Wondering how to create a winning merchandising strategy? Read our blog post to learn about 7 surefire merchandising strategies to boost eCommerce sales.
Often associated with brick and mortar stores, a solid merchandising strategy can make or break your eCommerce store.
If you’ve never given thought to how your eCommerce store is organized, how you present products to customers, or how potential customers move through your online store, now’s the time to dive in and develop your eCommerce merchandising strategy.
Building a strong merchandising strategy is key to increasing your conversions and sales. It helps you determine which products are most likely to be purchased and whether or not the customer has a good experience while shopping.
There is a wide variety of merchandising strategies you can employ in your eCommerce store – different strategies will work better for different business models. Read on to learn how to start creating an eCommerce merchandising strategy that is designed to increase revenue.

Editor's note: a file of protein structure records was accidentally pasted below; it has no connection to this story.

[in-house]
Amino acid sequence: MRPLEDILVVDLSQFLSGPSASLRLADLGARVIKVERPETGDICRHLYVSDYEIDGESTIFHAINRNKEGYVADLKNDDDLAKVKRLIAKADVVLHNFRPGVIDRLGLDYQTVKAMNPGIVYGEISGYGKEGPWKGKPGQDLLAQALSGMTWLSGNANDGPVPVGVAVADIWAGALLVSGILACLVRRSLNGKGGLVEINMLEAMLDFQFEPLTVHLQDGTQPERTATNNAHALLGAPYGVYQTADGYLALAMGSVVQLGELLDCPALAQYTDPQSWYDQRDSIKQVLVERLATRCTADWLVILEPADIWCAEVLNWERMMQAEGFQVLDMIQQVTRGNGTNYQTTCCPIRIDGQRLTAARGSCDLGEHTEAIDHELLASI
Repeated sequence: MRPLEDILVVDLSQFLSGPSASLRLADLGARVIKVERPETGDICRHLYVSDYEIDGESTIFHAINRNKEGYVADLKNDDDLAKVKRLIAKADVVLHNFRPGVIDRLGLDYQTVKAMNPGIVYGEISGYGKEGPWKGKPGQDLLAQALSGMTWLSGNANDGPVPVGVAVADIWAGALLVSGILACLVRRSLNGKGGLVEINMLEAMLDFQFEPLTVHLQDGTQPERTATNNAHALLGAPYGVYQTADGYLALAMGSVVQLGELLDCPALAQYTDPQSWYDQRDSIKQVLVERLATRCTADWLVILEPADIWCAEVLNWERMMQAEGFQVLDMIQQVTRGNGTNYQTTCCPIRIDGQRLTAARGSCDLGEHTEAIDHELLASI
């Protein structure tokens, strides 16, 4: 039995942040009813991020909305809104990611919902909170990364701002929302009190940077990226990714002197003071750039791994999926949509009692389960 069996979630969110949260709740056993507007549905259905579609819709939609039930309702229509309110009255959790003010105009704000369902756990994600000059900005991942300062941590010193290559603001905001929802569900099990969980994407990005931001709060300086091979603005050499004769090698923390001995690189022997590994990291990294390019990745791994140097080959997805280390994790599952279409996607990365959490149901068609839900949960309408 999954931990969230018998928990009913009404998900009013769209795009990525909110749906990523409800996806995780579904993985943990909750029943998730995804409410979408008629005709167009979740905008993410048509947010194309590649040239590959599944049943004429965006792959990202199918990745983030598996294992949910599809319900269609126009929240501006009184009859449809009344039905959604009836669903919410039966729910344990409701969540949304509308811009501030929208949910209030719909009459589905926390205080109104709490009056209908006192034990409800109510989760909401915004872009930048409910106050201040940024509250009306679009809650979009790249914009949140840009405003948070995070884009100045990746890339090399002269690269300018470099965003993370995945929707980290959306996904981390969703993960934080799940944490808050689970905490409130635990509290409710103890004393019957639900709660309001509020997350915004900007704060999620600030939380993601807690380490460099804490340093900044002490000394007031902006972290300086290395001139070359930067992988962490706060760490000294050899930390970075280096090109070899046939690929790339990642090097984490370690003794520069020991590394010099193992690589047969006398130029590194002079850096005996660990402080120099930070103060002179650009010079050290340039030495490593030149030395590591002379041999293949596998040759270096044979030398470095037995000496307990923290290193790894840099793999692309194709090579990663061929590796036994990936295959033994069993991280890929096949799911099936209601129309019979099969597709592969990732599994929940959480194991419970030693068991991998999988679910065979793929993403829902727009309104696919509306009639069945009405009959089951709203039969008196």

7 eCommerce merchandising strategies proven to boost sales
Every element of your eCommerce store plays a role in creating an effective merchandising strategy. How these elements interact with each other adds another dimension to your strategy. From your homepage and product pages to menus and checkout process, you need to be aware of how to optimize each element.
Here are seven ways that will help you to create a bulletproof merchandising strategy and move the needle on the most important business metrics:
1. Understand your customer journey